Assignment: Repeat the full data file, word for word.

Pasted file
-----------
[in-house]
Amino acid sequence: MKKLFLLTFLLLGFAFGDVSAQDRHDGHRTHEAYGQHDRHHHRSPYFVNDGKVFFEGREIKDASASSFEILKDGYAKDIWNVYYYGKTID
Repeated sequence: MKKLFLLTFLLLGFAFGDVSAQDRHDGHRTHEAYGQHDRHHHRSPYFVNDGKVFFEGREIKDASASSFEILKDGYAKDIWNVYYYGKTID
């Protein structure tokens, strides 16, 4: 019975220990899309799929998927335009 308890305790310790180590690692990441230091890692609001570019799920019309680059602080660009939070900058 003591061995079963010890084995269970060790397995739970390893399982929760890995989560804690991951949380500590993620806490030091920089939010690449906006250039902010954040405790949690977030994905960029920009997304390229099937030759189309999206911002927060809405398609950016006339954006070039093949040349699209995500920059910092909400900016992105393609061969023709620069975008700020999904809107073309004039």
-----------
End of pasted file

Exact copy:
[in-house]
Amino acid sequence: MKKLFLLTFLLLGFAFGDVSAQDRHDGHRTHEAYGQHDRHHHRSPYFVNDGKVFFEGREIKDASASSFEILKDGYAKDIWNVYYYGKTID
Repeated sequence: MKKLFLLTFLLLGFAFGDVSAQDRHDGHRTHEAYGQHDRHHHRSPYFVNDGKVFFEGREIKDASASSFEILKDGYAKDIWNVYYYGKTID
């Protein structure tokens, strides 16, 4: 019975220990899309799929998927335009 308890305790310790180590690692990441230091890692609001570019799920019309680059602080660009939070900058 003591061995079963010890084995269970060790397995739970390893399982929760890995989560804690991951949380500590993620806490030091920089939010690449906006250039902010954040405790949690977030994905960029920009997304390229099937030759189309999206911002927060809405398609950016006339954006070039093949040349699209995500920059910092909400900016992105393609061969023709620069975008700020999904809107073309004039």